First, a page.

Charles Upton Lowe
Biography of Charles Upton Lowe
We thank Richard Alan Lewis, M.D., M.S., for submitting the biography of Charles Upton Lowe. Lewis is Professor, Departments of Ophthalmology, Medicine, Pediatrics, and Molecular and Human Genetics Faculty Associate, Huffington Center on Aging. Lewis was directly involved in the mapping and cloning of the gene for Lowe Syndrome.
Charles Upton Lowe, M.D.
Charles Upton Lowe was born in Pelham, New York 24 August 1921. He was educated at the Horace Mann School in New York, Harvard College cum laude (Class of 1942), and was graduated from Yale Medical School cum laude in 1945. After his internship and Residency in Pediatrics at Boston Children’s Hospital, he served as Chief Resident in Pediatrics at the Massachusetts General Hospital.
In 1952, Dr. Lowe reported (1) the histories of three unrelated male infants (with photographs of two of them) who shared the distinctive characteristics of bilateral dense congenital cataracts, congenital glaucoma and “hydrophthalmos”, developmental retardation, hyporeflexia with motor ‘hyperactivity’, flabby musculature but abundant subcutaneous fat, frontal bossing, metabolic acidosis, albuminuria and aminoaciduria without phosphaturia, bone demineralization or osteopenia and rickets, decreased ammonia production, and a “peculiar, high-pitched, irritating cry”. His co-authors, Mary Terrey and Elizabeth MacLachlan, provided the laboratory analyses and showed that this disorder, initially called “Dr. Lowe’s disease” in the medical records at the Massachusetts General Hospital, was both phenotypically and biochemically distinct from historical forms of the renal Fanconi syndrome.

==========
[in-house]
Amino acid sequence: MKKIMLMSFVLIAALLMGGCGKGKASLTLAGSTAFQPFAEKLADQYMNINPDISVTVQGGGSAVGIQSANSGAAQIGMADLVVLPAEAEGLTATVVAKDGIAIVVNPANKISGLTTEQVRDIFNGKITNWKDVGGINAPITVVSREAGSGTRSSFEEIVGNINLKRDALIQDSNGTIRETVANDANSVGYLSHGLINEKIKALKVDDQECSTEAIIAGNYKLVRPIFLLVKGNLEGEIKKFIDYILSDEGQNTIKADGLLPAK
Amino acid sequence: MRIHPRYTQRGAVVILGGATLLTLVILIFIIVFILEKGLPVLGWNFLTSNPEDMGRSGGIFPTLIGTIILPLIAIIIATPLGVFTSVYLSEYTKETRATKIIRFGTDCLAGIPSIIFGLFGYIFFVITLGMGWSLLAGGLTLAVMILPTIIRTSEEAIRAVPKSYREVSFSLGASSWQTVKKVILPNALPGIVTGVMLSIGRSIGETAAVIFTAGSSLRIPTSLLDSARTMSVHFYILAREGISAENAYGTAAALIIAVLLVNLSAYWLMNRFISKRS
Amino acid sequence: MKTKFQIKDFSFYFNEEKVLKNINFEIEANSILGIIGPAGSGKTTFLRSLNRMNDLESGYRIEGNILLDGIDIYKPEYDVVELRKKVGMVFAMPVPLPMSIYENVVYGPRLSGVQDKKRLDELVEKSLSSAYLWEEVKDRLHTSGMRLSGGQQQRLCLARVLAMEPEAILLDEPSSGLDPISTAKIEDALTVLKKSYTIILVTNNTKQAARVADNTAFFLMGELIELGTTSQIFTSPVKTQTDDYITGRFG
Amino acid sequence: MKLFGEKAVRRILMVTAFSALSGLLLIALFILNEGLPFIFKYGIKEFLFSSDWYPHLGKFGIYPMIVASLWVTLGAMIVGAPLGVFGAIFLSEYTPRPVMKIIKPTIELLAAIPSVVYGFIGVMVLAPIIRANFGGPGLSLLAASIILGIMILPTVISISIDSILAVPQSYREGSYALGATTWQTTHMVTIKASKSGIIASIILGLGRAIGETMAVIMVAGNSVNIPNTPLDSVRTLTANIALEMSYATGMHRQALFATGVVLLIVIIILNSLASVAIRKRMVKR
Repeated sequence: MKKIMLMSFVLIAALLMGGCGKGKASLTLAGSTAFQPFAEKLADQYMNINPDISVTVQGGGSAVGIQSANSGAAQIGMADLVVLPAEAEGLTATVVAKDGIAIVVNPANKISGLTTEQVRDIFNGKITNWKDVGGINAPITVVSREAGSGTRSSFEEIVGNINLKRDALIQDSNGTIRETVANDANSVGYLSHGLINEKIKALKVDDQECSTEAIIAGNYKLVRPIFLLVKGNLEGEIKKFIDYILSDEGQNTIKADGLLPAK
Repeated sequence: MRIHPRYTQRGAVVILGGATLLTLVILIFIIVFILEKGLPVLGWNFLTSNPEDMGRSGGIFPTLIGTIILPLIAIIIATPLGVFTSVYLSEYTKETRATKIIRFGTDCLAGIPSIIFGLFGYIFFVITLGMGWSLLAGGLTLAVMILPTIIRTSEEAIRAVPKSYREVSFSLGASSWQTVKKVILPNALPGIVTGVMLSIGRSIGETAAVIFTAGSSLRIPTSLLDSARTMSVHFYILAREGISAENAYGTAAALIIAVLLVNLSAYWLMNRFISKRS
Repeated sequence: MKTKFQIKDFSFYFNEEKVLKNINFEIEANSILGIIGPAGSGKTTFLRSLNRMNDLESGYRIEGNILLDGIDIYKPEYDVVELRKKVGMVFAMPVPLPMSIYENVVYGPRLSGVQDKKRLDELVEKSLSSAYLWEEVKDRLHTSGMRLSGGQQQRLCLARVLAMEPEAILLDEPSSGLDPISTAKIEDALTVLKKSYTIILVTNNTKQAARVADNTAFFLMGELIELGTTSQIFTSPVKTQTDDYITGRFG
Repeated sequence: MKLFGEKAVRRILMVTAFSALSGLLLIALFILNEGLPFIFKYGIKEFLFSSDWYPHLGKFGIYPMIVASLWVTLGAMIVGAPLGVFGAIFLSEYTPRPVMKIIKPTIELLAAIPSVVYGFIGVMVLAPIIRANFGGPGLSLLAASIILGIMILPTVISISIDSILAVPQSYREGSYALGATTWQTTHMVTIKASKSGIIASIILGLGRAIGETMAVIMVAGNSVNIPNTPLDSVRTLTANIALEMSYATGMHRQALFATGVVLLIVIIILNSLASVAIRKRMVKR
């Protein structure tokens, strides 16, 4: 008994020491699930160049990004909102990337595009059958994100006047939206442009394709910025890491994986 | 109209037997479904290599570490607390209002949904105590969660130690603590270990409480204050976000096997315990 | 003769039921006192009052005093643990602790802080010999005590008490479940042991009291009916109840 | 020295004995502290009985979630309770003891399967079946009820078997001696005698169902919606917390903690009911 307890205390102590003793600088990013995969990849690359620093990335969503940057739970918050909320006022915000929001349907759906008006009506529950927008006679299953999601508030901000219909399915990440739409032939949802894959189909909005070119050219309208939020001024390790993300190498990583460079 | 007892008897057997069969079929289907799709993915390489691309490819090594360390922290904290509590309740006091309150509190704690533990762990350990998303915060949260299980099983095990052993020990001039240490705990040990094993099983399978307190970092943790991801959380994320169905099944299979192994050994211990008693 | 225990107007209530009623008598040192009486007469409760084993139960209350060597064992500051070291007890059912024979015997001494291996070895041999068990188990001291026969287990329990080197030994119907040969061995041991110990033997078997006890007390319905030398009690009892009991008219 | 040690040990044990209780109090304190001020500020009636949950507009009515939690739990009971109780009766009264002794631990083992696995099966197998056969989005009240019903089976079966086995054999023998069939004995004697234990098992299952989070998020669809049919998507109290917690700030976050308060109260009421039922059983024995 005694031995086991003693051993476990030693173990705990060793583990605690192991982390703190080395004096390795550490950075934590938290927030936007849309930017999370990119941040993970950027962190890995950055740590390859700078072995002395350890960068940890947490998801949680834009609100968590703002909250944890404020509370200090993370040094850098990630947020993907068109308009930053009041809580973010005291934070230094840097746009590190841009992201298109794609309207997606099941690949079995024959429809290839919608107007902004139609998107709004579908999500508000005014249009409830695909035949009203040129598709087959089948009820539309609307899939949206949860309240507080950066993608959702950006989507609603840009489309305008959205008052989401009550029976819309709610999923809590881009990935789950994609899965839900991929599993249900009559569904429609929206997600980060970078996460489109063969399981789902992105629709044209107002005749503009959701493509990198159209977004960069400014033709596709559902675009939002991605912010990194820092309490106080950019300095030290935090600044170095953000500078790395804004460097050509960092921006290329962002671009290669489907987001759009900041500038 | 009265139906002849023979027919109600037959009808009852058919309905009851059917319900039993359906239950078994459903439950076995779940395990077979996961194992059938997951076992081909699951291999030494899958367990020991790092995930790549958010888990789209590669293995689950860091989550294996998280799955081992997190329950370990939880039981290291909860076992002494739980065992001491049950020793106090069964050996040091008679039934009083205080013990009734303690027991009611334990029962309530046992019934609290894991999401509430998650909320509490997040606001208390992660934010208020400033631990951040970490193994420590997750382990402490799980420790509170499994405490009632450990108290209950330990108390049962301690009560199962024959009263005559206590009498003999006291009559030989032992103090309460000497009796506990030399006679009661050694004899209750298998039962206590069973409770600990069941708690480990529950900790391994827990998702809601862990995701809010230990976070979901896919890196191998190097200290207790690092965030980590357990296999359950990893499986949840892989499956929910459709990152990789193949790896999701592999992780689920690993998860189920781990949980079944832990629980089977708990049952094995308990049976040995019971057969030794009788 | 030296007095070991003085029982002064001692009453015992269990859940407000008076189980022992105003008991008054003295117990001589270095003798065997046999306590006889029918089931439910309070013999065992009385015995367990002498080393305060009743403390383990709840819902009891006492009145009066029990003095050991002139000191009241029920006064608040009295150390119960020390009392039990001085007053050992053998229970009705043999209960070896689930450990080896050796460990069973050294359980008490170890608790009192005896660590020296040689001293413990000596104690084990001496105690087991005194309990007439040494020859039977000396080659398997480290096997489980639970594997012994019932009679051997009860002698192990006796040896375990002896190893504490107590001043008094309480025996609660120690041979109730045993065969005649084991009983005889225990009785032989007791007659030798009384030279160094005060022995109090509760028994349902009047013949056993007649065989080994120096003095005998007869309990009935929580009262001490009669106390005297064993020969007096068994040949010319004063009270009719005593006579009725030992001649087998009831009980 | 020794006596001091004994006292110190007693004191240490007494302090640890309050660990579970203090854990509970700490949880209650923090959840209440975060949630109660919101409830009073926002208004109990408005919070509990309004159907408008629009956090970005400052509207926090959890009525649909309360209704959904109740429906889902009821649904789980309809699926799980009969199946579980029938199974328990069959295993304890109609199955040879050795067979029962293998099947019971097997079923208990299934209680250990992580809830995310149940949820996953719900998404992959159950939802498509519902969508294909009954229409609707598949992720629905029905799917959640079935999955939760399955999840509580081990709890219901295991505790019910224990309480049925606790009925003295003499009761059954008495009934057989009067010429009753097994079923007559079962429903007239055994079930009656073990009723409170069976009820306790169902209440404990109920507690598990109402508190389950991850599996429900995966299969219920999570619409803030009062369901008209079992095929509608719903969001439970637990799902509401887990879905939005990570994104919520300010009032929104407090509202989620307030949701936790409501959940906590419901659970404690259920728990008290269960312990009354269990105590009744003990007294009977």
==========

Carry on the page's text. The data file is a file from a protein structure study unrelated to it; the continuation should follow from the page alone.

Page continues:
His major review of the Oculo-Cerebro-Renal Syndrome, as it was eventually called, summarized some 57 “acceptable” cases in 1968 (2). Here he emphasized the renal and CNS pathology, expanded descriptions of the biochemical abnormalities, and focused the X-linked inheritance described by others.
His academic career was devoted to metabolic disorders at the University of Minnesota, University of Buffalo, and the University of Florida, but he spent most of his senior career first as Scientific Director at the National Institute of Child Health and Human Development and then in various posts in the National Institutes of Health and the Department of Health, Education, and Welfare, fomenting clinical trials of new vaccines in the U.S., India, Nepal, and Sweden.
After his retirement in 1994, he returned to Cambridge Massachusetts as a fundraiser for Harvard College, where he endowed the Charles and Eileen Lowe Career Decision Fund and served as the Historian and Archivist for Lowell House, his undergraduate residence.
As an incidental historical footnote, Dr. Lowe and his colleagues used the methods of C.E. Dent1 to analyze the qualitative abnormalities of amino acid excretion in the original cases. In 2005, mutations in the OCRL1 gene for Lowe Syndrome were shown (3) to cause some cases of X-linked nephrolithiasis without cataract, known as Dent Disease.